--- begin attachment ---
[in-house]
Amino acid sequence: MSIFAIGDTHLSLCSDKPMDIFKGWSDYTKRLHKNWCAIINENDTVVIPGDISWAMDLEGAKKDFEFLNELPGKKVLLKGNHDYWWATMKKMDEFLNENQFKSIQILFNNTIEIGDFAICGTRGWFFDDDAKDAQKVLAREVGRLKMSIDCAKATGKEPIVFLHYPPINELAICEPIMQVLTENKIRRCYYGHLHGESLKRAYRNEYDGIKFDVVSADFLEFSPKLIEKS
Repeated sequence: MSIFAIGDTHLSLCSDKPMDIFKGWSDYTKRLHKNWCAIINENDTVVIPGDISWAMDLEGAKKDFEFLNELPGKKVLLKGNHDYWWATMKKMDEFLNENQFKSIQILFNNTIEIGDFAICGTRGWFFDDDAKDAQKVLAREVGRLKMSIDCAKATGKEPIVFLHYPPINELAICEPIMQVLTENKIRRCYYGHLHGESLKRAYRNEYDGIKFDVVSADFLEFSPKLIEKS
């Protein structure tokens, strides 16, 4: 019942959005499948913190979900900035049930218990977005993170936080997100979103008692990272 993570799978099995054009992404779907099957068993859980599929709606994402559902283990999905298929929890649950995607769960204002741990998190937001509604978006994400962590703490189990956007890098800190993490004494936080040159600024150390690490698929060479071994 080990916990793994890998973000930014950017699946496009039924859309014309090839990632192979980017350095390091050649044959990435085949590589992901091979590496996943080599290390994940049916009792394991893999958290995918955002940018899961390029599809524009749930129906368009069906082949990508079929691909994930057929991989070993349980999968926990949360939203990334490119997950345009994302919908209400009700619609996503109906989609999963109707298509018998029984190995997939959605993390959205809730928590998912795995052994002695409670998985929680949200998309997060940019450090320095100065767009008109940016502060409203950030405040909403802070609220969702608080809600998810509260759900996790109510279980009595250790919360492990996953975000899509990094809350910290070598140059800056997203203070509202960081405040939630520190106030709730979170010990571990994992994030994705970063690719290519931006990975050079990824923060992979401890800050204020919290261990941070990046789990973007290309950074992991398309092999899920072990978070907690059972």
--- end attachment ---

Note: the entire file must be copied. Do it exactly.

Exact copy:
[in-house]
Amino acid sequence: MSIFAIGDTHLSLCSDKPMDIFKGWSDYTKRLHKNWCAIINENDTVVIPGDISWAMDLEGAKKDFEFLNELPGKKVLLKGNHDYWWATMKKMDEFLNENQFKSIQILFNNTIEIGDFAICGTRGWFFDDDAKDAQKVLAREVGRLKMSIDCAKATGKEPIVFLHYPPINELAICEPIMQVLTENKIRRCYYGHLHGESLKRAYRNEYDGIKFDVVSADFLEFSPKLIEKS
Repeated sequence: MSIFAIGDTHLSLCSDKPMDIFKGWSDYTKRLHKNWCAIINENDTVVIPGDISWAMDLEGAKKDFEFLNELPGKKVLLKGNHDYWWATMKKMDEFLNENQFKSIQILFNNTIEIGDFAICGTRGWFFDDDAKDAQKVLAREVGRLKMSIDCAKATGKEPIVFLHYPPINELAICEPIMQVLTENKIRRCYYGHLHGESLKRAYRNEYDGIKFDVVSADFLEFSPKLIEKS
């Protein structure tokens, strides 16, 4: 019942959005499948913190979900900035049930218990977005993170936080997100979103008692990272 993570799978099995054009992404779907099957068993859980599929709606994402559902283990999905298929929890649950995607769960204002741990998190937001509604978006994400962590703490189990956007890098800190993490004494936080040159600024150390690490698929060479071994 080990916990793994890998973000930014950017699946496009039924859309014309090839990632192979980017350095390091050649044959990435085949590589992901091979590496996943080599290390994940049916009792394991893999958290995918955002940018899961390029599809524009749930129906368009069906082949990508079929691909994930057929991989070993349980999968926990949360939203990334490119997950345009994302919908209400009700619609996503109906989609999963109707298509018998029984190995997939959605993390959205809730928590998912795995052994002695409670998985929680949200998309997060940019450090320095100065767009008109940016502060409203950030405040909403802070609220969702608080809600998810509260759900996790109510279980009595250790919360492990996953975000899509990094809350910290070598140059800056997203203070509202960081405040939630520190106030709730979170010990571990994992994030994705970063690719290519931006990975050079990824923060992979401890800050204020919290261990941070990046789990973007290309950074992991398309092999899920072990978070907690059972």